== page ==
John Bos: Where men help men face the ‘Big C’ in Northampton

Last modified: Sunday, November 02, 2014

NORTHAMPTON — We call it the “Big C” (along with some other things) in our weekly men’s support meetings at Cancer Connection just across Locust Street from Cooley Dickinson Hospital.

Founded in 2000, the nonprofit Cancer Connection is at heart a “living room” where each Wednesday at noon a group of from six to a dozen or more men meet for an hour and a half to talk about cancer and their lives. The Men Living with Cancer support group began in 2002.

We sit in a circle on comfortable chairs and couches to talk about uncomfortable things. As one wag noted, it is like sitting on lounge chairs on the Titanic. Gallows humor is only one of the ways we have of learning how to live with cancer.

Coming to grips with the fact that we are not in control of our lives is more than sobering; it opens for those of us who choose to stay with the group the reality that we don’t want to walk alone on the path that cancer has mapped out for each of us — that we want and need to be in the company of compassionate comrades as we venture into the uncharted wilderness that lies before us.

We often talk about how equally difficult, perhaps even more so, our cancer is for our wives, partners and children. Then we say how reluctant we are to “worry” our wives and other family members by sharing our pain and fears. We then rationalize that by saying “Well, hell, it’s a guy thing” ... and then finally admit that is not true.

While our loved ones know Wednesdays at noon are fixed dates on our calendars (except when a trip to Dana Farber, Mass General, Cooley Dickinson or Baystate for a chemo appointment or some kind of scan “interferes”) they have no clue what we do when we’re in the Cancer Connection “Living Room.”

At a memorial service for one of the guys we lost last year, two wives, whose husbands are still with us, responded enthusiastically to the idea of meeting other wives, partners and caregivers along with their husbands.

Thus was born, last spring, the idea of a Partners’ Potluck which was finally given life Oct. 11 in Northampton at the Lathrop Community Meeting House, arranged by a member of our group who lives there. It was the first time in the 12-year history of the men’s support group that we convened socially outside of our weekly meeting and, more significantly, with our wives, partners and even a few of our kids.

Will we do this again next year? Absolutely. Two of six widows were present, the other four being previously committed but each of whom expressed the strong desire to attend if we do it again. One widow named Rachel wrote expressing some apprehension about the potluck.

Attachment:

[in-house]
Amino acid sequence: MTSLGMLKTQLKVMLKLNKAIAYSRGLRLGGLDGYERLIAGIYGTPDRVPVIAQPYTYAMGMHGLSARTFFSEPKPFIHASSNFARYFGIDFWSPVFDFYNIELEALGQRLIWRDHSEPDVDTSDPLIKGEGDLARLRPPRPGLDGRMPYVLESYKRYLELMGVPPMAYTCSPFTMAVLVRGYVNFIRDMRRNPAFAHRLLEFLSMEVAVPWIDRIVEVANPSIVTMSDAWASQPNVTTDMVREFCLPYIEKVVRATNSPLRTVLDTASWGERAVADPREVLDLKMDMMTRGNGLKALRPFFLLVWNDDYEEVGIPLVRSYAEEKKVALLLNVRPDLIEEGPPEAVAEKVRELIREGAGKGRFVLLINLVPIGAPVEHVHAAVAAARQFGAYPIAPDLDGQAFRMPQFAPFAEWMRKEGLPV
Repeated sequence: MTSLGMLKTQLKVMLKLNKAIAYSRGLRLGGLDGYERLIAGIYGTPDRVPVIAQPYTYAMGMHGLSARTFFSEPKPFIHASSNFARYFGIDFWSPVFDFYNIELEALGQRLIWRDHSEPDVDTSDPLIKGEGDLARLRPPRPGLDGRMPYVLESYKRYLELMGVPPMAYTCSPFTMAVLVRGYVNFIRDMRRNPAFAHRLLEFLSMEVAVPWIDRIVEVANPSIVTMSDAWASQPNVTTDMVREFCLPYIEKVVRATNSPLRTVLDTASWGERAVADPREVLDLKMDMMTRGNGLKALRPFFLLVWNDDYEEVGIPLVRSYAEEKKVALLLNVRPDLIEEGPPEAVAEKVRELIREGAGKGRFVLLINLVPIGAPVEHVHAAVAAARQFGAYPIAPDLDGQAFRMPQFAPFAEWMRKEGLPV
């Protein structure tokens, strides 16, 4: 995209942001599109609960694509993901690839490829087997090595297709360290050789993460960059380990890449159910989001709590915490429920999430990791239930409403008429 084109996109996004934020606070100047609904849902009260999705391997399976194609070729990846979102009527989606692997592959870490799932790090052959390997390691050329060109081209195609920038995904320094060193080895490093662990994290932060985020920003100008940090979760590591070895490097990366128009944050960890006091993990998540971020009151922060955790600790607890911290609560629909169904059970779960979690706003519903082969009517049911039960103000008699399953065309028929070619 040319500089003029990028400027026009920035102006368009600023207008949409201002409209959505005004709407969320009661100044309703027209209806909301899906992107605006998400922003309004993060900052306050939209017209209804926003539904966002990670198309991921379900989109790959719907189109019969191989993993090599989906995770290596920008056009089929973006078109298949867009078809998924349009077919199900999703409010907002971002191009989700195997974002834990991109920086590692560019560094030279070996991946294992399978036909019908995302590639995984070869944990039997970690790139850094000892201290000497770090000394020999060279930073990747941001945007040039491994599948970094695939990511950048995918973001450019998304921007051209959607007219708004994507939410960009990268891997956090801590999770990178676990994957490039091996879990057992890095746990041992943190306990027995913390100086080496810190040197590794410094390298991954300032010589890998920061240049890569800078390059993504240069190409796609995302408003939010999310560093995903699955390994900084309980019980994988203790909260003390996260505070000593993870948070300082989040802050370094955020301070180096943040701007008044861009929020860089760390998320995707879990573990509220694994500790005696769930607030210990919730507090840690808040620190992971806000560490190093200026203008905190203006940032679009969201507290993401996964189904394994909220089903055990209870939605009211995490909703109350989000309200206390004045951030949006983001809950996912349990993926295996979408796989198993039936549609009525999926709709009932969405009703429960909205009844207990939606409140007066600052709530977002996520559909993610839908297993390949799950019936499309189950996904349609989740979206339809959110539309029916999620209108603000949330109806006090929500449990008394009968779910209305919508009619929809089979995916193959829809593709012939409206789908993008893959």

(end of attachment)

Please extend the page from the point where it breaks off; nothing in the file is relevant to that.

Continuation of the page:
“Just trying to scope it out to see if I feel comfortable coming,” she wrote. “I have had a year of deep and incredibly painful grief and it is important that I make good choices in social situations/events. I know the group meant the world to Dan, and it was really healing. The best alternative treatment he did and the one he committed to. If you can give me a sense of the vibe, feeling of the event, I would be grateful.”

After dinner and before dessert it was announced that this was “ladies night out” and the women were given the floor. It became clear that communication, conviviality and connections were all fostered by the small group seatings at the six round tables in the dining room.

Further proof of the pudding came in an email that Rachel wrote after the event: “Thanks for everything. I enjoyed the evening and sitting with Betsy and Martine — planning for coffee out! It was good to connect with people from Cancer Connection. Martine is an old friend I had lost touch with, and I didn’t know [her husband] Joe had cancer. I am planning to visit with them on Monday, with their children. Good luck with the men’s group.”

“Perhaps the greatest reason for putting this (first time) Partners’ Potluck together,” the invitation to the widows had said, “is the fact that we have been blessed by the courage and grace your husbands have shown as they were taken away by this damnable disease. Among other things, we would like to share our gratitude for the inspiration your men have given us and for your support of the men we learned to love.”

Mission accomplished.

Shelburne Falls resident John Bos has been a member of the “Men Living with Cancer” support group at Cancer Connection since its founding in 2002. Contact him at if you have questions.


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